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PT threatens stir against 'Maayi'

By Radha Venkatesan

CHENNAI, MARCH. 18. After `Water' and `Hey Ram', another desi film is now snarled up in a political controversy. This time, caste is at the centre of the row, and the protest is emerging from the Dalit outfits spearheaded by the Puthiya Tamizhagam.

Though films with `caste' titles and `caste' themes have come a dime a dozen from the Kodambakkam dream factory, the Sarath Kumar-starrer `Maayi' has caused a pre-release stir of sorts, with the Puthiya Tamizhagam threatening to stall its release. ``The film shows the 1957 Muthukulathur riots, but totally blacks out the Dalit hero Immanuel who died in the riots. Instead the Thevar community has been lionised,'' fumes Puthiya Tamizhagam leader, Dr. K. Krishnasamy.

Though the film director Mr. Surya Prakash insists that his maiden venture has only commercial colour and certainly not caste colour, the Puthiya Tamizhagam has decided to take the matter to the streets and the Censor Board as well. ``The State Government has wiped out the caste leaders' names of bus corporations and districts. But who will stop the films with caste names and themes which create more social discord?''asks Dr. Krishnasamy.

The controversy, if anything, has turned the archlights on the politics of caste-based films in Tamil Nadu. Ever since `Thevar Magan' and `Chinna Gounder' made to the box- office in 1992, the Tamil film industry has been churning out at least one film a year with blatantly casteist titles. While films sensitively exploring caste inequities were a feature of the past , in the last few years, caste motif has turned into a commercial hardsell.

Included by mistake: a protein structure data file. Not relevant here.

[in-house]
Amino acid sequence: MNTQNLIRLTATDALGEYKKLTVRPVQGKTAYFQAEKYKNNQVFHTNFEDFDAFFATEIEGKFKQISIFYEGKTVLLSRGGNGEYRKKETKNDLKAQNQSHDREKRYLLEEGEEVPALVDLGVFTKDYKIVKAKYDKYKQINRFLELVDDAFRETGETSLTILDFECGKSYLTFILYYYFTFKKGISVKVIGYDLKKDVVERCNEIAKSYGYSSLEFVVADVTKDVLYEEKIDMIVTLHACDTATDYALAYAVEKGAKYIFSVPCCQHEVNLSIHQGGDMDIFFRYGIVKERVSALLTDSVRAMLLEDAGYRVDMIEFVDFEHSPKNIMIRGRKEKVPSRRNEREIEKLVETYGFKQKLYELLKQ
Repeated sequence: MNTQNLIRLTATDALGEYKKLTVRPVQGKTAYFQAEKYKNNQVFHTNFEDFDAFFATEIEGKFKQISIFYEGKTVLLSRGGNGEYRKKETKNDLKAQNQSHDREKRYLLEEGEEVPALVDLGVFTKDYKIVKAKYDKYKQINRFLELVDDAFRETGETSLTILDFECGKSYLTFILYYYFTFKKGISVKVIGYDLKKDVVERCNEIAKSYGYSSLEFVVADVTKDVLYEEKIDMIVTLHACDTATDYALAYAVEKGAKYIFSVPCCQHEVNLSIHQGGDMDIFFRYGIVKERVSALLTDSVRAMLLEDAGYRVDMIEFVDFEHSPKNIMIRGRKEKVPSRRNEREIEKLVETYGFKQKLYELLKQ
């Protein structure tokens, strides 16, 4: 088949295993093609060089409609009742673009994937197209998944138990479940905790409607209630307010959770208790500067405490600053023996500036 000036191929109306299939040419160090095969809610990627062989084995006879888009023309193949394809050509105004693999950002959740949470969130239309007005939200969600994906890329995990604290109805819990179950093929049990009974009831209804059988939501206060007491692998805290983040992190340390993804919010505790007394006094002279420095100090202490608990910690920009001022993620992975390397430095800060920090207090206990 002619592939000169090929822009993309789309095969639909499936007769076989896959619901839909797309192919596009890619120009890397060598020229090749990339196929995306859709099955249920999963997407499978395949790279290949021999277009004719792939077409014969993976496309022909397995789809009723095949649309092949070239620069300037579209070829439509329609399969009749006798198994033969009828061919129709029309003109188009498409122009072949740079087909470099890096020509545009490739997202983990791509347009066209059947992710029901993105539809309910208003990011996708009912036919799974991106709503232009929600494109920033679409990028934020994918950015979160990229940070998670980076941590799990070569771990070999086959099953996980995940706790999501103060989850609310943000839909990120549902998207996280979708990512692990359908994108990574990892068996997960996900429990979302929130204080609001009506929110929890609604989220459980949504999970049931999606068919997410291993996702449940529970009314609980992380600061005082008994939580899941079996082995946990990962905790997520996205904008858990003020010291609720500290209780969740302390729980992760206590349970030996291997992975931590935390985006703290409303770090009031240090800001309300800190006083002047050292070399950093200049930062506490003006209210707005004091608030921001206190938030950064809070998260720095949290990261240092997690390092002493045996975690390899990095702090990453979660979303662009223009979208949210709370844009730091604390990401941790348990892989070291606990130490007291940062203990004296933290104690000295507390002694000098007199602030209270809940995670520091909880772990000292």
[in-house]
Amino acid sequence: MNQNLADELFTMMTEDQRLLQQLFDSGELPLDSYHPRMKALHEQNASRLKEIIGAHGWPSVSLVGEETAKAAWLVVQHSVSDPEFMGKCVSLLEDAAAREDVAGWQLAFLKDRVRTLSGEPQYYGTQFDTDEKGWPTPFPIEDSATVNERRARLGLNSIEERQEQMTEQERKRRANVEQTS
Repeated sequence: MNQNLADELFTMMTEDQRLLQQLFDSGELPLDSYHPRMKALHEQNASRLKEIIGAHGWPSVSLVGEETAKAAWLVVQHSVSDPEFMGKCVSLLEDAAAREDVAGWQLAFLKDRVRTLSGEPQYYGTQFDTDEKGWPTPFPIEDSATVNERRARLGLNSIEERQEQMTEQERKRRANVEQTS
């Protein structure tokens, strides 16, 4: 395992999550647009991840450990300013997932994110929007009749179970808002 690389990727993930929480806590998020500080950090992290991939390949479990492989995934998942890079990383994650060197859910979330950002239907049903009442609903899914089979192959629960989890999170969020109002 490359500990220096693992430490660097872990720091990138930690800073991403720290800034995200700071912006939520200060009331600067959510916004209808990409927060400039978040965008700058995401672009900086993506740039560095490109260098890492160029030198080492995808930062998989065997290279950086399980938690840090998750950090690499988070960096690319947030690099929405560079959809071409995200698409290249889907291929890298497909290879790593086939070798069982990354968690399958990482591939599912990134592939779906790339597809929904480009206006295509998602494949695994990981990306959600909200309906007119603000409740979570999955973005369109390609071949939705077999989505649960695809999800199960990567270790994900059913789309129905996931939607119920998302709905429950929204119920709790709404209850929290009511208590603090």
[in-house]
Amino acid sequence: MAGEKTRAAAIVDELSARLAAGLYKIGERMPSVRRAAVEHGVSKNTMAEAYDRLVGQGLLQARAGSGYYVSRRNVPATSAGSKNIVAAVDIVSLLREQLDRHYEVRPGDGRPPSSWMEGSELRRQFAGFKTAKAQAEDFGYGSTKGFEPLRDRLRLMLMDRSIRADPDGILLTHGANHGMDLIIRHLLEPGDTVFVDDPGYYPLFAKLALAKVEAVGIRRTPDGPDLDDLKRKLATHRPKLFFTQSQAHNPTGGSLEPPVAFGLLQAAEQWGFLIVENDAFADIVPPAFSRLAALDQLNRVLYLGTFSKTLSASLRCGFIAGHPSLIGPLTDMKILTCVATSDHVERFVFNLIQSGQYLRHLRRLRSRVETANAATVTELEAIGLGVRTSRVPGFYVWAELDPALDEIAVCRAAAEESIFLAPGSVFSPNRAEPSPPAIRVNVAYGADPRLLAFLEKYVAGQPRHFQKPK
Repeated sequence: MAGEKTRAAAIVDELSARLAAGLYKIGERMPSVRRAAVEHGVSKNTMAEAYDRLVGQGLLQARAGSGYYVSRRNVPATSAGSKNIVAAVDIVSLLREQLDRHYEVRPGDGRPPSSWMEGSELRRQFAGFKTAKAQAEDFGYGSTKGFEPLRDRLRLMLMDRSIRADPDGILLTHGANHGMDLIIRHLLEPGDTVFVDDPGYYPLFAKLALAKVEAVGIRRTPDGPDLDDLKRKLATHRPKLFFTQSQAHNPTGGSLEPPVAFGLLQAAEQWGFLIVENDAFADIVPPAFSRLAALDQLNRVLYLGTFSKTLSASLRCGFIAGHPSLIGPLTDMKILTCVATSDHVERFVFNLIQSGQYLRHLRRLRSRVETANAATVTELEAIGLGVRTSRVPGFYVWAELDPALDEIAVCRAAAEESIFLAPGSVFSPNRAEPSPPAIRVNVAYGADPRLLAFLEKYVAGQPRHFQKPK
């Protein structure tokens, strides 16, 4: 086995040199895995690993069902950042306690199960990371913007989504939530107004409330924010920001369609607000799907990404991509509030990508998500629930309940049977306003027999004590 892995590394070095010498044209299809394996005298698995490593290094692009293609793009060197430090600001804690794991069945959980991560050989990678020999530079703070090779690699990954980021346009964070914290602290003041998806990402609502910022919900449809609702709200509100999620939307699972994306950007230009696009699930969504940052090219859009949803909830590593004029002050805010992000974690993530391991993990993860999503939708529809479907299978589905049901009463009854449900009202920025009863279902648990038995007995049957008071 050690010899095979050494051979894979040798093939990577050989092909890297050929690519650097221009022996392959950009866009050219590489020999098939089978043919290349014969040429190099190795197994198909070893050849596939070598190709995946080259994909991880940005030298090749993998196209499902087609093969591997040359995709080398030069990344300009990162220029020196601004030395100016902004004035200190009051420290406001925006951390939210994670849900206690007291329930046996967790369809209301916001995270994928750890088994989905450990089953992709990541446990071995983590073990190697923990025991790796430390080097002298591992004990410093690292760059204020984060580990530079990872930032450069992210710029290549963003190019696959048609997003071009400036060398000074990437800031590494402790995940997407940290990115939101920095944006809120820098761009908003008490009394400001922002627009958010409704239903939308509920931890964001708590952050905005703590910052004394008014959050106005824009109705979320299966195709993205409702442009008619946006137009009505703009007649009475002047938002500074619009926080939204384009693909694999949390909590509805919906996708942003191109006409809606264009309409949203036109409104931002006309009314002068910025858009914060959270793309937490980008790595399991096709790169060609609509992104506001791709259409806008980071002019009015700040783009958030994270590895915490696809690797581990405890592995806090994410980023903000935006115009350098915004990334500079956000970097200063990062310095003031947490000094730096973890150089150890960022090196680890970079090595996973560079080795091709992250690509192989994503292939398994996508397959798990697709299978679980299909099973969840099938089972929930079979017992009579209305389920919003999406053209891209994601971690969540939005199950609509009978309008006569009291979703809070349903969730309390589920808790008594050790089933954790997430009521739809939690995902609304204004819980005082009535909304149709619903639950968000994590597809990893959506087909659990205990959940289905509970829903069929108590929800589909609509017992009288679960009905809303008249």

In the past, film directors mainly looked to women audience. Now, it is also `caste audience.' Says Tamil film industry chronicler, Mr. P. G. Anandan, ``This trend began only in the early 1990s with the release of `Thevar Magan' which tended to project a particular community''. So much so, even dubbed films which were not set far from the Tamil Nadu social milieu, were given caste titles like `Thevar Samrajyam', `Thevar Vamsam' and `Gounder Ponna Kokka'. Add to this list, `Thevar Ponnu', `Seevala Peri Pandi', `Pasumpon', `Periya Marudhu', and `Aruva Velu' which all featured a macho hero from a particular community.

``Films glorifying a particular community is bound to cause casteist tension,'' agrees senior political leader Mr. Vazhapadi K Ramamurthy. Though the release of caste-based films and a rash of caste riots in the Southern districts in the early 1990s could be a sheer coincidence, senior film makers admit that these movies do reinforce caste systems and boost the macho image of certain traditionally belligerent communities.

Here is a typical line from one of the caste films which struck it rich in box office. ``Naa maravan da...unna summa vidamatten (I am a maravan and would not spare you).'' Though this fiery dialogue may just wash over the motley audience, for the community in question, it could give a `dopey sense of superiority', say sociologists.

With caste-based politics deeply entrenched in Tamil Nadu and only a wafer-thin line dividing politics and cinema, a few filmstars either identify themselves with particular communities or, are appropriated by leaders of certain caste outfits.

Veteran director K. Bharathiraja denounces films with strong caste overtones and says, ``it is the duty of the Censor Board to reject such films.'' However, his suggestion is not greeted with all-round nod. Says Mr. M.S.S.Pandian of the Madras Institute of Development Studies, ``There is certainly the problem of film heroes being appropriated by some communities.... But anti-caste politics will not work without acknowledging the existence of castes.''

With Censor rules silent on playing up communal images, film makers will continue to zoom in on `caste' for a box-office boom.

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